Tips for Traveling with Kids

*Note: This post may contain affiliate links. Read my disclosure policy here.

We’ll be adding to this list, but here are some super quick thoughts I had from this trip. Some items are more specific to a trip to the city like Washington, D.C. and less specific to…say our time in the Australian rainforest.


But be flexible. When traveling, we are out of our normal schedule, but if there is a rhythm to the day, things will go much more smoother. We tend to have an unofficial top 10 list of things to do/places to eat, and then we go with the flow of plugging in the items where there are set dates/times because of reservations and the rest of it is either planned out by area/location and fairly flexible. This depends on where you are going, but for something like D.C. I highly recommend visiting the websites of the places you are visiting, especially if you need to reserve tours months in advance. If you’re not limited in time or money, a more relaxed schedule might be okay, but unless we’re visiting some kind of island resort-type place, having a flexible plan is our recommendation.


If there is a slight chance anyone on the trip has motion sickness, get *Dramamine. There is other stuff out there like bands, patches, oils, ginger things, and more, I’m sure. But we never had any issues until we traveled to Australia (that boat ride to the Great Barrier Reef is no joke!) and tablets were what we found. I’m not taking any chance trying the other stuff because no one wants to deal with puke…EVER, but especially on a trip, especially in an enclosed space where you can’t take off your seat belt. Sidenote: Carry extra plastic bags and tissue. These may come in handy for other times too if you have littles.


The forecast isn’t always correct, but you can get a general idea by looking at forecast (plus looking what the historical trend if you are extra nerdy like us). Another tip would be to find out from locals who have actually experienced the typical weather patterns for the season the last few years. This can be tricky for places like DC and SF where it can be extremely cold and foggy in the morning, sunny another minute, pouring rain the next.


Before going, find the nearest pharmacy or convenience store. Always check with your hotel first for items, but if you need forgotten items and/or snacks, the stores will usually be a better choice than where tourists are directed to in guidebooks. I think they will have lower prices…i.e. bottled water at the convenience store vs. bottled water from a food/souvenir truck next to the sidewalk at the National Mall.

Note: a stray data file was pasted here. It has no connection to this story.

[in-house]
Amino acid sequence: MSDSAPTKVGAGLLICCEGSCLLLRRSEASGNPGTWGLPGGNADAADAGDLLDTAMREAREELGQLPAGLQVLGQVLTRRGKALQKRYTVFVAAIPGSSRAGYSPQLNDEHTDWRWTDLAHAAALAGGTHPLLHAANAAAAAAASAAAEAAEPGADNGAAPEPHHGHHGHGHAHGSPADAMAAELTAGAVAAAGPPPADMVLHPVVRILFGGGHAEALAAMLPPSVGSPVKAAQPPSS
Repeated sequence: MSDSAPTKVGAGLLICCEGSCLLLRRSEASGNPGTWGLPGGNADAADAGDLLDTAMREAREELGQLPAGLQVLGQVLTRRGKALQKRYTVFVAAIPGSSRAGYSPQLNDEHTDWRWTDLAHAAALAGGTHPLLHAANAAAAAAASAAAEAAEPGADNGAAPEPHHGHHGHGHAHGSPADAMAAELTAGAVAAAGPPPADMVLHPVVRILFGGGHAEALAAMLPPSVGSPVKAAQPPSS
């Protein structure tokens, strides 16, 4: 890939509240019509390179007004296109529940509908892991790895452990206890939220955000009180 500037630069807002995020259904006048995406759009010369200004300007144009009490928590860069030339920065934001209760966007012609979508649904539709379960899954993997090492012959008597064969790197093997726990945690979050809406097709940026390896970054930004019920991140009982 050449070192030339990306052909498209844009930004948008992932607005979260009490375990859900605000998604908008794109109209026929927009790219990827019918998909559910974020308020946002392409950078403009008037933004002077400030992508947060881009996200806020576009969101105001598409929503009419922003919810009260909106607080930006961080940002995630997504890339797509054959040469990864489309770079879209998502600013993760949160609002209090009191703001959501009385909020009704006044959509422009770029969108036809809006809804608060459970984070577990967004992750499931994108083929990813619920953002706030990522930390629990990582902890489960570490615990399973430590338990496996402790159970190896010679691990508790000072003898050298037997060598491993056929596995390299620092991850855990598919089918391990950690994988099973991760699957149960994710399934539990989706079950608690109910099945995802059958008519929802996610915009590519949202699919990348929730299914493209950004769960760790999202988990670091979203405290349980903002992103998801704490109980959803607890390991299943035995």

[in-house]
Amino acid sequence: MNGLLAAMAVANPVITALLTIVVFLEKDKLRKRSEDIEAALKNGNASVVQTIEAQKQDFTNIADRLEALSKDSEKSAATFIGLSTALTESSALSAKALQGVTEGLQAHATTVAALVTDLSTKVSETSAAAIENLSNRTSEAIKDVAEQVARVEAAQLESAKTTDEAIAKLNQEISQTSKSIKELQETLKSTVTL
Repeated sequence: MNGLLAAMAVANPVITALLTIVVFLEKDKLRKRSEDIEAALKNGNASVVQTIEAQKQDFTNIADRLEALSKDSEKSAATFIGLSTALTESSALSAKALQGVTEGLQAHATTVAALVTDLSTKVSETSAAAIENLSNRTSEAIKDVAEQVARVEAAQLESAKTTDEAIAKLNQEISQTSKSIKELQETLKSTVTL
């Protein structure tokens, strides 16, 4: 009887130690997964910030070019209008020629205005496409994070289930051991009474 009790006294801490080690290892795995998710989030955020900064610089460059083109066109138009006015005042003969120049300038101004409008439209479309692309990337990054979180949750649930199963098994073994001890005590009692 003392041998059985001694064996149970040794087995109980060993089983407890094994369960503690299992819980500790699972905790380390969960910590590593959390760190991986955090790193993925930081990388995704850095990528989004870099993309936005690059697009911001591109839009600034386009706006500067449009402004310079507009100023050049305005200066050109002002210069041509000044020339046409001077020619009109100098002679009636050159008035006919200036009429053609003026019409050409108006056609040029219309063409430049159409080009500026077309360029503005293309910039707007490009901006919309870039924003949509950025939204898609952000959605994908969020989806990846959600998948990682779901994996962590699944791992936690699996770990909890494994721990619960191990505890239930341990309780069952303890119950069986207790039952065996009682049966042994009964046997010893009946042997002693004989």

This really depends on your kiddos and where sites are located, but to ensure the happiness of travelers, it is a good idea to have downtime in the middle of the day. Even if kiddos do not need naps, they are probably walking more than usual or it is hotter/colder than usual, etc. Trek back to the hotel if possible, but if not, maybe split the group up.


Melody hadn’t been feeling well and I knew she wouldn’t want to take the metro, so we walked to some places we missed at the National Mall while Norm and Emily took the metro in search of all the locations to get pressed pennies. By evening, we were all done, but we certainly wanted some night memories of the monuments, so Norm went back on his own. He didn’t have to carry a bunch of stuff or wait for little feet to catch up. (Sidenote: And if you have a feeling your two teenagers and wife do not care for the Library of Congress and will sit down on the floor at every stop on the tour for the whole tour, it may be a good idea to have separate plans sometimes. End rant.)


If you can plan it, do not eat your meals at normal meal times. We generally do this in our normal schedule at home because places are just less crowded. Visit places during mealtimes when everyone else is hungry and eating. Eat your meals during off-mealtimes when everyone is at the museum. (Note: This may not be very true to D.C. museums during spring break season.) Depending on how long you are staying in a different timezone, your stomach may not want to adjust and you can eat breakfast at 10am or dinner at 8pm.


Learn how local transportation works before you get there. If you are very detailed and on a budget, you could probably even figure out the exact amount needed to the metro or ferry. The D.C. Metro is similar to our transit system here in the Bay, so we didn’t have problems with it, but if you don’t take public transportation on a regular basis, it would be good to even just take a look at the different train lines you need to go on to get to your station so you don’t have to transfer.